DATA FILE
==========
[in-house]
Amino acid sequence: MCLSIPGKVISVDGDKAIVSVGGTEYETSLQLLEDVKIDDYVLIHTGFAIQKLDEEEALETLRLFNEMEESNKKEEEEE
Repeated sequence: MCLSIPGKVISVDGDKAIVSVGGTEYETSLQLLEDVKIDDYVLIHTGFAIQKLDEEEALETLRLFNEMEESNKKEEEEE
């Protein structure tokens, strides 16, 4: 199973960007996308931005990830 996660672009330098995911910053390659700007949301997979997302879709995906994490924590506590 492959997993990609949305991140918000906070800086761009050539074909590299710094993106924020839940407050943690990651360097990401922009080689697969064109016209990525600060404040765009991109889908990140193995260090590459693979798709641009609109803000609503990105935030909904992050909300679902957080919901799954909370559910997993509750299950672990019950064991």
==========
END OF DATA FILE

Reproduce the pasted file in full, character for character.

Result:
[in-house]
Amino acid sequence: MCLSIPGKVISVDGDKAIVSVGGTEYETSLQLLEDVKIDDYVLIHTGFAIQKLDEEEALETLRLFNEMEESNKKEEEEE
Repeated sequence: MCLSIPGKVISVDGDKAIVSVGGTEYETSLQLLEDVKIDDYVLIHTGFAIQKLDEEEALETLRLFNEMEESNKKEEEEE
């Protein structure tokens, strides 16, 4: 199973960007996308931005990830 996660672009330098995911910053390659700007949301997979997302879709995906994490924590506590 492959997993990609949305991140918000906070800086761009050539074909590299710094993106924020839940407050943690990651360097990401922009080689697969064109016209990525600060404040765009991109889908990140193995260090590459693979798709641009609109803000609503990105935030909904992050909300679902957080919901799954909370559910997993509750299950672990019950064991």